Format

Send to

Choose Destination
See comment in PubMed Commons below
PLoS Pathog. 2015 Feb 6;11(2):e1004663. doi: 10.1371/journal.ppat.1004663. eCollection 2015.

CD44 plays a functional role in Helicobacter pylori-induced epithelial cell proliferation.

Author information

1
Department of Molecular and Cellular Physiology, University of Cincinnati, Cincinnati, Ohio, United States of America.
2
Department of Surgery, Division of Pediatric Surgery, Cincinnati Children's Hospital Medical Center, Cincinnati, Ohio, United States of America.
3
Cancer Biology, Vanderbilt University, Nashville, Tennessee, United States of America.
4
Department of Microbiology and Environmental Toxicology, University of California at Santa Cruz, Santa Cruz, California, United States of America.
5
Karlsruhe Institute of Technology, Institute for Toxicology and Genetics, Hermann von Helmholtzplatz, Germany.
6
Department of Pathology Wright State University, Health Sciences, Dayton, Ohio, United States of America; Veterans Affairs Medical Center, Cincinnati, Ohio, United States of America.

Abstract

The cytotoxin-associated gene (Cag) pathogenicity island is a strain-specific constituent of Helicobacter pylori (H. pylori) that augments cancer risk. CagA translocates into the cytoplasm where it stimulates cell signaling through the interaction with tyrosine kinase c-Met receptor, leading cellular proliferation. Identified as a potential gastric stem cell marker, cluster-of-differentiation (CD) CD44 also acts as a co-receptor for c-Met, but whether it plays a functional role in H. pylori-induced epithelial proliferation is unknown. We tested the hypothesis that CD44 plays a functional role in H. pylori-induced epithelial cell proliferation. To assay changes in gastric epithelial cell proliferation in relation to the direct interaction with H. pylori, human- and mouse-derived gastric organoids were infected with the G27 H. pylori strain or a mutant G27 strain bearing cagA deletion (∆CagA::cat). Epithelial proliferation was quantified by EdU immunostaining. Phosphorylation of c-Met was analyzed by immunoprecipitation followed by Western blot analysis for expression of CD44 and CagA. H. pylori infection of both mouse- and human-derived gastric organoids induced epithelial proliferation that correlated with c-Met phosphorylation. CagA and CD44 co-immunoprecipitated with phosphorylated c-Met. The formation of this complex did not occur in organoids infected with ∆CagA::cat. Epithelial proliferation in response to H. pylori infection was lost in infected organoids derived from CD44-deficient mouse stomachs. Human-derived fundic gastric organoids exhibited an induction in proliferation when infected with H. pylori that was not seen in organoids pre-treated with a peptide inhibitor specific to CD44. In the well-established Mongolian gerbil model of gastric cancer, animals treated with CD44 peptide inhibitor Pep1, resulted in the inhibition of H. pylori-induced proliferation and associated atrophic gastritis. The current study reports a unique approach to study H. pylori interaction with the human gastric epithelium. Here, we show that CD44 plays a functional role in H. pylori-induced epithelial cell proliferation.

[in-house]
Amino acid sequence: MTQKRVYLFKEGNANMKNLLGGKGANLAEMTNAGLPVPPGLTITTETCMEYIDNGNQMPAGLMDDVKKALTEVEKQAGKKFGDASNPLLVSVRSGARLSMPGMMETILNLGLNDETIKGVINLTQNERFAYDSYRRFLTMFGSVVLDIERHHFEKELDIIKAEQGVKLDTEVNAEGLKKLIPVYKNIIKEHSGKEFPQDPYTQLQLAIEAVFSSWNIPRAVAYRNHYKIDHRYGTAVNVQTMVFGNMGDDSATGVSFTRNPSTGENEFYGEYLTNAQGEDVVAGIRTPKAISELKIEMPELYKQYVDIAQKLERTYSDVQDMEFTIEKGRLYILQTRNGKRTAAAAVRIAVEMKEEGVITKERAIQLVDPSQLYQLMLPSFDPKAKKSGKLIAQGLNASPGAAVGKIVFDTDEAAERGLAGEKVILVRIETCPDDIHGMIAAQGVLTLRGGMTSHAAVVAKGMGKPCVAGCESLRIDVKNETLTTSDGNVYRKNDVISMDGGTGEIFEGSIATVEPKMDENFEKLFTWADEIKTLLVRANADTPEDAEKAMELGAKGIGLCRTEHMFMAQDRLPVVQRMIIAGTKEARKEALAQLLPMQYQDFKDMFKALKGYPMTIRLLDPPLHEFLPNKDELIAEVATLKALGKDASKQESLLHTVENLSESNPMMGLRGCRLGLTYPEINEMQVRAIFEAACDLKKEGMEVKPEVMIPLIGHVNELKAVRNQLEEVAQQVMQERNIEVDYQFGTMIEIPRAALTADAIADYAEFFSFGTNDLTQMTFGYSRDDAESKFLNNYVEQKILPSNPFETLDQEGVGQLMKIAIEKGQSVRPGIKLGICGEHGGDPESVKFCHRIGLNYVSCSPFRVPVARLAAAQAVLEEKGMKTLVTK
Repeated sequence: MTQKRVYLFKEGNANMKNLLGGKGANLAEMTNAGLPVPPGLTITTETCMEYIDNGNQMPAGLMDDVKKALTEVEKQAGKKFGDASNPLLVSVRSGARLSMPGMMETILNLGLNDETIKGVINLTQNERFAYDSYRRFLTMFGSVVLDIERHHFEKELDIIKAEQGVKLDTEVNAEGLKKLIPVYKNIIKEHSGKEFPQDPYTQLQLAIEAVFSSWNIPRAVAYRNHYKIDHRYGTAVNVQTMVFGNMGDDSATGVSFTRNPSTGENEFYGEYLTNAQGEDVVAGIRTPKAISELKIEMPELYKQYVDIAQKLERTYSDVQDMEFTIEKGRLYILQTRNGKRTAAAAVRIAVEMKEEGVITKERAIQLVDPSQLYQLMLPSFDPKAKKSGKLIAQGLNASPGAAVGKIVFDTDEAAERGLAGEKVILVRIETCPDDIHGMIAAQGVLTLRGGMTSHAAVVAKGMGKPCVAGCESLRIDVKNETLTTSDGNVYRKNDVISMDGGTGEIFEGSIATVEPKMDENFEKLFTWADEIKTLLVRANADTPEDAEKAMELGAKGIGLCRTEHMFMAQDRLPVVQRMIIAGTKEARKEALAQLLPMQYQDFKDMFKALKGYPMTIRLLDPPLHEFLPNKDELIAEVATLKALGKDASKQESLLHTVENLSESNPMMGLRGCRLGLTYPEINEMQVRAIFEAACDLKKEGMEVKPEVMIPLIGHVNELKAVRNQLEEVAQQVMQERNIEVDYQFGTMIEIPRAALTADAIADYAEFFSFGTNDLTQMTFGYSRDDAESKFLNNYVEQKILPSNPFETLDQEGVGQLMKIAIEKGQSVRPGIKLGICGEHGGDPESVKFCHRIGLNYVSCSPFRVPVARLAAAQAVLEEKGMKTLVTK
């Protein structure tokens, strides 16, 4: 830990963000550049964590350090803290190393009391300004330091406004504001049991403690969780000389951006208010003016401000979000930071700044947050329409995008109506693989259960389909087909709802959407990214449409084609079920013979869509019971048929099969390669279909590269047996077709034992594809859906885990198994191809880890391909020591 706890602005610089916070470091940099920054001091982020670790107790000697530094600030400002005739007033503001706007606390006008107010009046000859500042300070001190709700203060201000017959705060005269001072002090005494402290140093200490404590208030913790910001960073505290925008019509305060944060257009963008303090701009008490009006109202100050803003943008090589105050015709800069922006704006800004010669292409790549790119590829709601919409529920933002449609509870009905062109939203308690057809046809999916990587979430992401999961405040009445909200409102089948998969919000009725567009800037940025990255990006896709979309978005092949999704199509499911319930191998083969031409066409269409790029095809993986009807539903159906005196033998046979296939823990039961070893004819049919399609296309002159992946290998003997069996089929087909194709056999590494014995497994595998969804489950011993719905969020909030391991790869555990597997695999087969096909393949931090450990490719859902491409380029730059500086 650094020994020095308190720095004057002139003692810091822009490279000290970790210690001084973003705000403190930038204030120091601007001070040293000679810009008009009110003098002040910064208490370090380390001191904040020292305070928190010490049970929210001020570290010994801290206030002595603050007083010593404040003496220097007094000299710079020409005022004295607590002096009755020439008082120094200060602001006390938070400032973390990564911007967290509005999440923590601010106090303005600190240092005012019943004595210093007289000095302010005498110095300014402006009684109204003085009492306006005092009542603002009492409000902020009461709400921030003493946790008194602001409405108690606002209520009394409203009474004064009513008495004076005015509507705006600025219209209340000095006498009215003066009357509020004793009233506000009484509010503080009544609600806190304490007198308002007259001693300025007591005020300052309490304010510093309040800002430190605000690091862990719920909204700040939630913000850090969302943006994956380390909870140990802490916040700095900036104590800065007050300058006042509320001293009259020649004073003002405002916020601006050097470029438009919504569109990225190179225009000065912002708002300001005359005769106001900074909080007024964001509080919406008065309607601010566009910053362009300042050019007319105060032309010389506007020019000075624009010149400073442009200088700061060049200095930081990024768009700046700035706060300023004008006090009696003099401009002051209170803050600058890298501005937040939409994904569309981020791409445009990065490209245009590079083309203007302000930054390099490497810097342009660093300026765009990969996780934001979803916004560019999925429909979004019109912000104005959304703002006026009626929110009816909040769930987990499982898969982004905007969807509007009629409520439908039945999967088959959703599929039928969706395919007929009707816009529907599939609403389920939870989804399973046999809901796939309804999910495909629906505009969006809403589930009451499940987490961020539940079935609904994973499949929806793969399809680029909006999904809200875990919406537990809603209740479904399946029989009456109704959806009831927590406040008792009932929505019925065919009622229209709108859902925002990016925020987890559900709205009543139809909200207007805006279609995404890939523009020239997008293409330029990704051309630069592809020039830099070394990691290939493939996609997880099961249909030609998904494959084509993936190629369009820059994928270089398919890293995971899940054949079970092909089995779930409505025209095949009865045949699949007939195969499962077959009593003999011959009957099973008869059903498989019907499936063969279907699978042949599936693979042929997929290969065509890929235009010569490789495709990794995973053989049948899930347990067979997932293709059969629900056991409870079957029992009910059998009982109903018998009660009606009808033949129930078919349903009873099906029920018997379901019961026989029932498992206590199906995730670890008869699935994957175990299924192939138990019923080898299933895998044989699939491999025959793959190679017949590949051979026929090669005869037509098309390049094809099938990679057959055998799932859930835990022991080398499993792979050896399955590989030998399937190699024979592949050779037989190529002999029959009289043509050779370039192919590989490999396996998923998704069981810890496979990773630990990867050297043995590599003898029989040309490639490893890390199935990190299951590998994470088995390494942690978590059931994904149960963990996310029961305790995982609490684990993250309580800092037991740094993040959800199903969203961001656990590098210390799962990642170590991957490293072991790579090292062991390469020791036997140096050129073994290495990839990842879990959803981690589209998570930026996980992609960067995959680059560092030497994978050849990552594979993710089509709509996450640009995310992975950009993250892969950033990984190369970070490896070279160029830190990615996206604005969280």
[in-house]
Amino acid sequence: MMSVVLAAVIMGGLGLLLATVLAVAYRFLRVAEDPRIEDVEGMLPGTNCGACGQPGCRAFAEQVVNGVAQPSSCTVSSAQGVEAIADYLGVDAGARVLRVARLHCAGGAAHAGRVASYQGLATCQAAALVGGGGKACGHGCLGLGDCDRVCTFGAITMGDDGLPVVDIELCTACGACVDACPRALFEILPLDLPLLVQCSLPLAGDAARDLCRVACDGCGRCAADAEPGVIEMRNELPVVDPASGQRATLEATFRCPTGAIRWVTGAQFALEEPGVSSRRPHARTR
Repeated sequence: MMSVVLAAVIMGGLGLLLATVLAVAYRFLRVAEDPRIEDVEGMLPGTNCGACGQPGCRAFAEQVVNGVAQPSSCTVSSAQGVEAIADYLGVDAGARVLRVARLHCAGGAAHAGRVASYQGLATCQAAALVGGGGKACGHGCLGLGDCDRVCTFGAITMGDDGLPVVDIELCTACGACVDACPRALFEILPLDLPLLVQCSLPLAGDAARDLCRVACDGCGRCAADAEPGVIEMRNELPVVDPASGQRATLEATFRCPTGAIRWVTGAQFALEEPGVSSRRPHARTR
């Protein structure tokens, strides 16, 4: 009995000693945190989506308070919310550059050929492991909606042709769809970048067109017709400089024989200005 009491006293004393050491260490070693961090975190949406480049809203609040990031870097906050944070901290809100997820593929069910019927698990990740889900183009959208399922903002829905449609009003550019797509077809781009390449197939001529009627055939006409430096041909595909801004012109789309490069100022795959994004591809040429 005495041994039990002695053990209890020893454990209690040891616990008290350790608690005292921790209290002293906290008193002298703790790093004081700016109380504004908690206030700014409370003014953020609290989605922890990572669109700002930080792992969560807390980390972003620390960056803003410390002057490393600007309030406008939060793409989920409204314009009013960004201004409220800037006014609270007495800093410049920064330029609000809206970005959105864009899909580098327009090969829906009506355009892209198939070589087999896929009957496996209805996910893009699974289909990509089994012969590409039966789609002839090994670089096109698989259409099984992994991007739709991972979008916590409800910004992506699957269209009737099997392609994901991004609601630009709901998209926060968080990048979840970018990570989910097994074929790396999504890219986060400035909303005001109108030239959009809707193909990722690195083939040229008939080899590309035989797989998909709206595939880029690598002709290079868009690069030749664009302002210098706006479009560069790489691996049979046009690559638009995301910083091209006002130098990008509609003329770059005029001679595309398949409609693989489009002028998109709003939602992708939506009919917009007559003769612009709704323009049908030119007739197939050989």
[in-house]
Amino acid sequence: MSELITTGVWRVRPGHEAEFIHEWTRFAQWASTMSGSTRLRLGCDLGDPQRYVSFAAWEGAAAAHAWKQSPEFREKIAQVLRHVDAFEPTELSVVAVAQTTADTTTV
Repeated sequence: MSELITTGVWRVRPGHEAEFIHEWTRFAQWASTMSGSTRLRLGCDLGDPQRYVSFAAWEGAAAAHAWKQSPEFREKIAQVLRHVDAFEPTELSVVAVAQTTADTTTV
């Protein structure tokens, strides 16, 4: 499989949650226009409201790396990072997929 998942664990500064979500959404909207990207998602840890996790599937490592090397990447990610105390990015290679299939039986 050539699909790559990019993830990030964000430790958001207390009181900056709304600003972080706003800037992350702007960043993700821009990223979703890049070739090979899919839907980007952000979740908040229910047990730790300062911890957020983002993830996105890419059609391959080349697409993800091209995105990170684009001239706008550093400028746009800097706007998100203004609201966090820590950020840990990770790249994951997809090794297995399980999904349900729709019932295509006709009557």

PMID:
25658601
PMCID:
PMC4450086
DOI:
10.1371/journal.ppat.1004663
[Indexed for MEDLINE]
Free PMC Article
PubMed Commons home

PubMed Commons

0 comments
How to join PubMed Commons

    Supplemental Content

    Full text links

    Icon for Public Library of Science Icon for PubMed Central
    Loading ...
    Support Center